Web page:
Spatio-temporal correlations in human gamma band electrocorticograms

V. Menon, W. J. Freeman, B. A. Cutillo, J. E. Desmond, M. F. Ward, S. L. Bressler, K. D. Laxer, N. Barbaro, A. S. Gevins

Research output: Contribution to journalArticlepeer-review


Animal electrocorticogram (ECoG) studies have shown that spatial patterns in the gamma band (> 20 Hz) reflect perceptual categorization. Spatio-temporal correlations were investigated in the 20-50 Hz range in search for similar phenomena in human ECoG. ECoGs were recorded in a somatosensory discrimination task from 64-electrode subdural grid arrays, with inter-electrode spacing of 1 cm, overlying somatosensory, motor and superior temporal cortices in 2 patients with intractable epilepsy. Bootstrap techniques were devised to analyze the spatial and temporal characteristics of the correlations. Despite an extensive search, no evidence was found for globally correlated activity related to-behavior either in narrow (i.e., 35-45 Hz) or broad (i.e., 20-50 Hz) bands. Spatial patterns, extracted using principal component analysis, could not be classified with respect to stimulus type in any time interval. Instead, spatially and temporally intermittent synchronization was observed between pairs of electrodes in 1 cm x 1 cm regions with high variability within and across trials. The distribution of correlation coefficients differed substantially from background levels at inter-electrode distances of 1 cm and 1.4 cm but not 2 cm or more. The minimum duration of correlation, the decorrelation time, of the ECoG was about 50 msec; the average correlation duration at 1 cm inter-electrode distance was about 150 msec; and the recurrence rate of significant correlation peaks was about 1.3/sec. The findings suggest that the surface diameters of domains of spatially correlated activity underlying perceptual categorization in human gamma band ECoG are limited to less than 2 cm and that the intermittent synchronization observed across separations of 1 cm and 1.4 cm is not solely due to volume conduction. Thus, if such gamma band spatial patterns exist in the human brain, no existing technology would be capable of measuring them at the scalp, and subdural electrode arrays for cortical surface recording would have to have spacings under 5 mm.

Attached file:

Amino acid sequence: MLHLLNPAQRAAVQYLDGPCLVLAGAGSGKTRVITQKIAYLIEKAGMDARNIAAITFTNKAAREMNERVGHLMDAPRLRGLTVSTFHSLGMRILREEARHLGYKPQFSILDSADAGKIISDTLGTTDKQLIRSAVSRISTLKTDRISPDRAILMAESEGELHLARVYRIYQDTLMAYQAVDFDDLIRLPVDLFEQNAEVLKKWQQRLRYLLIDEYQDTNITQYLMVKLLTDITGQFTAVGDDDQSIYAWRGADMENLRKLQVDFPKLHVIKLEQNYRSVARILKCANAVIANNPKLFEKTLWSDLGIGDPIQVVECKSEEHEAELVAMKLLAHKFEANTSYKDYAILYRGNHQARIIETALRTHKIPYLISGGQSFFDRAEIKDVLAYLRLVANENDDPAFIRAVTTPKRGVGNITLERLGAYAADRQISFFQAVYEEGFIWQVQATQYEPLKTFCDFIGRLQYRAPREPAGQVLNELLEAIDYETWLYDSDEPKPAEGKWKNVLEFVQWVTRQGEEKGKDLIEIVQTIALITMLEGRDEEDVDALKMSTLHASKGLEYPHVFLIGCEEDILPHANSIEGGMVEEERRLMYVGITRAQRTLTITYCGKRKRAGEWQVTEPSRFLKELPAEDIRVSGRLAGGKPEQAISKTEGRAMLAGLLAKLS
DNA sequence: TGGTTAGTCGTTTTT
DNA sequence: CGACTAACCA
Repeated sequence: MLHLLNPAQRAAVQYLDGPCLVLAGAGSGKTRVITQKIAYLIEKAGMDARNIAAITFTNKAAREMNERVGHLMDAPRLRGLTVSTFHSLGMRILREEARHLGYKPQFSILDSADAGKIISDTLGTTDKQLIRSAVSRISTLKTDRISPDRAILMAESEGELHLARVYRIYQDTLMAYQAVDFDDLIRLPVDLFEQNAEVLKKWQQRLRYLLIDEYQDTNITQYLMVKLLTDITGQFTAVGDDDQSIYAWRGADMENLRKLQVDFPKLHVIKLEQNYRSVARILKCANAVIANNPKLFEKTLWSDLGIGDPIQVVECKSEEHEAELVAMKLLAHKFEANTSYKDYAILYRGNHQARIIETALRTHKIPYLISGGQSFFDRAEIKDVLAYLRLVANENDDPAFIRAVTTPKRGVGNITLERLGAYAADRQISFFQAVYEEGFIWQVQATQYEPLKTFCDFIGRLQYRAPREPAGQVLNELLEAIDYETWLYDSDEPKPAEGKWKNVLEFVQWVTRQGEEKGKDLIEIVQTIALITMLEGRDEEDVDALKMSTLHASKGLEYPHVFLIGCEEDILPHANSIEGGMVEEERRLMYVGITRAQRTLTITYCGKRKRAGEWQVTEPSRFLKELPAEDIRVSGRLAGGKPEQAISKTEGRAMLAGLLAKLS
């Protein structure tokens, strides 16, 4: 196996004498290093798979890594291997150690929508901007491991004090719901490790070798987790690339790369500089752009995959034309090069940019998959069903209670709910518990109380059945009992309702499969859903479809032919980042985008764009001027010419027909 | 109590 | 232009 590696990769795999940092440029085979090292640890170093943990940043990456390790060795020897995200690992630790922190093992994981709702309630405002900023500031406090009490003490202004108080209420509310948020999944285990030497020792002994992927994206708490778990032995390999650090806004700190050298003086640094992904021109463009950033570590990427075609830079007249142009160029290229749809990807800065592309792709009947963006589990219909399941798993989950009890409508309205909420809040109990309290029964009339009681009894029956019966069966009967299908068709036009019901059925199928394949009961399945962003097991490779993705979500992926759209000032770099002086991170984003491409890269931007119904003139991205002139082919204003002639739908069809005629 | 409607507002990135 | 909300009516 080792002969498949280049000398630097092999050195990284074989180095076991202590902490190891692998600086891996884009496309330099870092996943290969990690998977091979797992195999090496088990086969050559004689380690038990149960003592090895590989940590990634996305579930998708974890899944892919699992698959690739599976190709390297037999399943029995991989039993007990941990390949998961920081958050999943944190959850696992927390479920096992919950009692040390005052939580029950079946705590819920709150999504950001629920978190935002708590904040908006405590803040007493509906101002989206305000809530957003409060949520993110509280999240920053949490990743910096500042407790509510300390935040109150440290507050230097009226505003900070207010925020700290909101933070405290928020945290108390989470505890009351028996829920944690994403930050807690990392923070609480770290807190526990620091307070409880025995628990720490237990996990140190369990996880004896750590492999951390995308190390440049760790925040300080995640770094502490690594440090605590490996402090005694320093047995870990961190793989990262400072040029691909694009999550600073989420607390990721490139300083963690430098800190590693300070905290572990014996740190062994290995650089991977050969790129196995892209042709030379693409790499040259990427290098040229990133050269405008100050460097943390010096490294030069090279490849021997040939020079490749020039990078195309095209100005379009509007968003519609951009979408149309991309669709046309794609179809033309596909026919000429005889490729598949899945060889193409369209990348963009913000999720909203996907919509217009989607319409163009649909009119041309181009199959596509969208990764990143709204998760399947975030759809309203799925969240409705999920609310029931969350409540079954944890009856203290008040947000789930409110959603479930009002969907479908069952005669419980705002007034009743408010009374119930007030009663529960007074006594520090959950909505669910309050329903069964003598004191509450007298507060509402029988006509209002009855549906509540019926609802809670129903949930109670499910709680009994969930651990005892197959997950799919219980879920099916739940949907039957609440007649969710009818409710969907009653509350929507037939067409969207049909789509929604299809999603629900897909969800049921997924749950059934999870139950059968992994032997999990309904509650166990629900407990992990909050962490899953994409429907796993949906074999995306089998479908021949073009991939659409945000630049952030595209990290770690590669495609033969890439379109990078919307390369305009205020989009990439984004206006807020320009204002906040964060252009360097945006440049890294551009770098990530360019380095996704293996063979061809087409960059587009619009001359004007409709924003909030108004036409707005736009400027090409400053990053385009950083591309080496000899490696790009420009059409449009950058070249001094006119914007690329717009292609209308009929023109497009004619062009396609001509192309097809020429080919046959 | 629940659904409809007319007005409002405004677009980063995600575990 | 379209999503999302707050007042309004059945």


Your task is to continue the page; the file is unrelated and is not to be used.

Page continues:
Original languageEnglish (US)
Pages (from-to)89-102
Number of pages14
JournalElectroencephalography and Clinical Neurophysiology
Issue number2
StatePublished - Feb 1996
Externally publishedYes


  • Bootstrap
  • Gamma
  • Human ECoG
  • Spatio-temporal correlations

ASJC Scopus subject areas

  • Neuroscience(all)
  • Clinical Neurology


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